Being chosen is fun unless you’re the last one picked.
Red Rover, Red Rover, let Suzie come over.
I was fast but skinny. I zipped across the yard and then dangled over the arms of my opponents like a sock monkey.
I rarely broke the barrier, which meant that sometimes (okay, most times) I was picked last.
So, you grow out of that, right?
Fast forward to a small junior college. I found out a couple of weeks before the semester began that I had a tuition scholarship. I was on my own and this meant that I had a place to stay. I’d need to work a couple of jobs to pay room and board, but I could do it!
The junior college sat in a rural area surrounded by corn fields and soybeans. This city girl had little knowledge of those things or the country boys that were taking classes like Ag and Animal Science (though I later fell in love with one of them).
PE class was mandatory that first year.
It didn’t take long to see that it was Red Rover, Red Rover all over again.
The girls in the gym pounded the basketball like it was glued to their hand. They flew across the court, pausing with perfect form to shoot a lay up or a three pointer.
I went to a city school where 565 people graduated my senior year. Girls like me didn’t play basketball. Only the elite athletes got to sit on the bench. Though I liked to cheer on the game, I had never, ever been in a game, not even a pick-up game.
The college PE teacher blew her whistle and gave me a gentle shove onto the floor. I protested the whole time I skidded on the wood floor.
I’ve never played.
I don’t know how to hit the hoop. I don’t know how to catch a pass. I don’t know how to handle the ball.
Shouldn’t there be like a pre-course on this or something?
The reality is that the majority of those attending the small agricultural college had played basketball for most of their lives. Even if they weren’t on the team, they played with friends or they learned the basics in middle school PE.
I could swim. I was great at track. I was okay at baseball.
But I didn’t have a clue how to hang with the girls who were guarding each other, fouling, and swishing the net with three pointers. It didn’t take long for the coach to see that I was pretty worthless for my team. She pulled me out before I hurt anyone or myself, and put me on the bench.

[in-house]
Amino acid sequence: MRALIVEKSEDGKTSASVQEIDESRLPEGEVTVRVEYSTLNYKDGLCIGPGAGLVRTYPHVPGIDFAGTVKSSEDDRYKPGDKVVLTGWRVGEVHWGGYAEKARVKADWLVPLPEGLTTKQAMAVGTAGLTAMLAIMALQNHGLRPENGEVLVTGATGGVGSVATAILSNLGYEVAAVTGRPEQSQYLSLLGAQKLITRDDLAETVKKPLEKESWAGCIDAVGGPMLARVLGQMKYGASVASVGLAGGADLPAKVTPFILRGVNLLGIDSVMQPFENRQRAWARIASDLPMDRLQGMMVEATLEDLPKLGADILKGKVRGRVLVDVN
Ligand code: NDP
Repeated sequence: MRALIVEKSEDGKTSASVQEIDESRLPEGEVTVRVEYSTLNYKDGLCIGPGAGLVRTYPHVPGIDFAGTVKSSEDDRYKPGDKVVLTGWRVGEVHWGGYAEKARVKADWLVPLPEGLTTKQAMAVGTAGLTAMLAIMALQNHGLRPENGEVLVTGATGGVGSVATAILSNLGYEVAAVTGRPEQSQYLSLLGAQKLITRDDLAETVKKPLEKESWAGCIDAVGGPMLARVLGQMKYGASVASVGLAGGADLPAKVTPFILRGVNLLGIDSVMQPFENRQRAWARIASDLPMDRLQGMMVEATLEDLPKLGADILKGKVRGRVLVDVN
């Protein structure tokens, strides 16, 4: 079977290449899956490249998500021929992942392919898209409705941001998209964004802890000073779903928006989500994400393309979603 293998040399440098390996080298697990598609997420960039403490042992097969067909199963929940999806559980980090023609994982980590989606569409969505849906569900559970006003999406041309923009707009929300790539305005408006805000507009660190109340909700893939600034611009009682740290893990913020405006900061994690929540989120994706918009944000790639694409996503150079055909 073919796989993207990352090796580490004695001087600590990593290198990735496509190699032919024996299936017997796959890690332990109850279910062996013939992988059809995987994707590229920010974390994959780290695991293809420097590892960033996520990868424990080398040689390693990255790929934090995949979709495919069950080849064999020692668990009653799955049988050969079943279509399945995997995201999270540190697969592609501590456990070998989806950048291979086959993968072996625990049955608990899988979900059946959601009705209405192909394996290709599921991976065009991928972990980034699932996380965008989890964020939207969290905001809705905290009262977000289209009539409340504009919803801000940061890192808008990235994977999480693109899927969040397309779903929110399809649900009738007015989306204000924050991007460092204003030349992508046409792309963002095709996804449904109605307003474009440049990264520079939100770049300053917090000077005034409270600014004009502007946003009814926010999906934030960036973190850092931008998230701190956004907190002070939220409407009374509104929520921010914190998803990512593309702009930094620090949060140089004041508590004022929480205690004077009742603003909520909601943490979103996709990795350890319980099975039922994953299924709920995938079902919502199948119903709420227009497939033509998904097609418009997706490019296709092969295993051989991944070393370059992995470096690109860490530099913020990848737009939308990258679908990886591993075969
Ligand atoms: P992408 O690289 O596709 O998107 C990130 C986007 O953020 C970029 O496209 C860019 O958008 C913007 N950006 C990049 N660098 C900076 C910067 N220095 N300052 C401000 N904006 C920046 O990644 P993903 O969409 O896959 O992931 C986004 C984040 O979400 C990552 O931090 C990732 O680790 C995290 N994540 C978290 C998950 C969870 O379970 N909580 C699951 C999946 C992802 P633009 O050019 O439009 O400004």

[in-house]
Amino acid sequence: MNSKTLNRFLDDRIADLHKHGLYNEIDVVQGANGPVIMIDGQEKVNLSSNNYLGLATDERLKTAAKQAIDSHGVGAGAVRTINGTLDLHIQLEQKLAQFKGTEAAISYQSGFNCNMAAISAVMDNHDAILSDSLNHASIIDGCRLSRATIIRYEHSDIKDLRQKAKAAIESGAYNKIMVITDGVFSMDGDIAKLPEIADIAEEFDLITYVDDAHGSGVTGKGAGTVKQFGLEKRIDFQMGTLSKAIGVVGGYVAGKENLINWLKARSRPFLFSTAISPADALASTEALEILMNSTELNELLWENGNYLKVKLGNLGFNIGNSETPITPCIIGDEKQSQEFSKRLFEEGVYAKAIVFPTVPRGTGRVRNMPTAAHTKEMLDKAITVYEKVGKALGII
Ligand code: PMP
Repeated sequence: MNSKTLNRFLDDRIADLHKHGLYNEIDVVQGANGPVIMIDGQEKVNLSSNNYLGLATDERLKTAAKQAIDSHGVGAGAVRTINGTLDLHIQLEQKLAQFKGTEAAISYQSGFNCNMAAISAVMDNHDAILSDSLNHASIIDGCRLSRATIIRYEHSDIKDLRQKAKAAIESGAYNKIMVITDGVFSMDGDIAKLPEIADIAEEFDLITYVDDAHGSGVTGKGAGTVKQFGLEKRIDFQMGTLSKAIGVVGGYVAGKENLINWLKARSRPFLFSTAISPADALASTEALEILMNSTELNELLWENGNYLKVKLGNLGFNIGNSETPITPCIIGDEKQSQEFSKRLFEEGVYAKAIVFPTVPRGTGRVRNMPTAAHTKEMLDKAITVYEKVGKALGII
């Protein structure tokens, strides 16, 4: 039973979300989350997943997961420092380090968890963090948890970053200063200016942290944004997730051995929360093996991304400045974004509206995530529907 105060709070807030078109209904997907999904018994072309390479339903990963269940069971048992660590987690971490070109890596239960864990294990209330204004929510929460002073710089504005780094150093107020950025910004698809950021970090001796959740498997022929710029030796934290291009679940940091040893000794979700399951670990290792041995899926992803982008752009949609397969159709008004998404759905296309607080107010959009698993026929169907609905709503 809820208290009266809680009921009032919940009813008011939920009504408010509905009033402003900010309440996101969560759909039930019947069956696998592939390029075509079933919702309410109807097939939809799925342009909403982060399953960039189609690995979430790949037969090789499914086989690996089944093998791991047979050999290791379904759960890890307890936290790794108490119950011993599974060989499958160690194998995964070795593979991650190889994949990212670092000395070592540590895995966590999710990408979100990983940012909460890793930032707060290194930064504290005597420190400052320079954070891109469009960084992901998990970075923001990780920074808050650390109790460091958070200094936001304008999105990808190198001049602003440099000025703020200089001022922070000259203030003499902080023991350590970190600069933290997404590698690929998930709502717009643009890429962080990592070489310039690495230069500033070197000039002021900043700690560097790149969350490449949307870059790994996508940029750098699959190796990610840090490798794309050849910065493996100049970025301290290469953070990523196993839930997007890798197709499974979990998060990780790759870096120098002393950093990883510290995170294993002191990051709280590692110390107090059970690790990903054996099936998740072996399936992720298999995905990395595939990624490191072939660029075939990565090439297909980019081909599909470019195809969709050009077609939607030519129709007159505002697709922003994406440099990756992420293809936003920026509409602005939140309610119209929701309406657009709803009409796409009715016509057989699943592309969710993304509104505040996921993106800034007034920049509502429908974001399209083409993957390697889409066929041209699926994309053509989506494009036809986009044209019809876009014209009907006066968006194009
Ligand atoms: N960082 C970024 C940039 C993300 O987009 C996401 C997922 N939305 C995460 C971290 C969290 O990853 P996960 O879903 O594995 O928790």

Afterwards she pulled me to the side.
You signed up for PE, right?
I did. They said it was mandatory.
You’ve never played basketball?
No, but is there another option? Maybe track?
I didn’t go back. I didn’t withdraw from the class either. I took an I, which turned into an F.
I wish I could say that I did something wiser than that, but I was 17 years old and I just avoided it all together. If I had shown up and sat on the bench, at least I would have received a C.
Sometimes life can feel like the Red Rover game, or that you’re trying to shoot a three pointer when you don’t have a clue how to even position the ball.
We feel like we’re last. Or that we’re the worst.
Or that everybody else has it together and somehow is a better choice, even in matters of faith.
Yet this is the truth.
God knows our strengths. He knows that we are pretty clueless in some things.
He chooses us anyway.
Let’s talk about the invitation
What I should have said that day was, “Yes, I’m really bad at playing basketball, but I’m pretty good with words and that’s why I’m an English major.”
Yet there’s another dynamic just as important. I could have also stepped back to admire and learn from the girls who were really great at basketball.
I hid. I left that day and never came back.
I may not have made a team, but I could encourage from the bench. I might have learned how to take it to the hole, or how to shoot an alley-oop. At best I could have honed my game of H-O-R-S-E.
When I felt the Lord asking me to follow him in ministry, I was just as unschooled as I was that day on the basketball court.
I had dreams. I could sling words together. I loved people.
I could also list all the things I wasn’t good at, or what seemed like weaknesses. Those early years in ministry were not wasted. They taught me.
Ministry isn’t confined to writing books or preaching or teaching a Sunday school class. It’s ministering to your neighbor or a friend, or that child in your arms. It’s prayer. It’s writing a card to someone who has experienced loss or showing up on a single mom’s doorstep with a hot meal and an offer to watch her kids for an hour or two.
We are all chosen to seek God and love people, and there’s no grade given. There’s no one who is last, or least. Instead, we get to walk with Jesus and discover all that he desires to teach us, as we grow in our faith and in our understanding of the beauty of being chosen.
Let’s begin today’s study
- Read Chapter 2
- Watch the video
- Begin your discussion (or journal) with the discussion prompt.
- Answer or discuss the questions at the end of the chapter.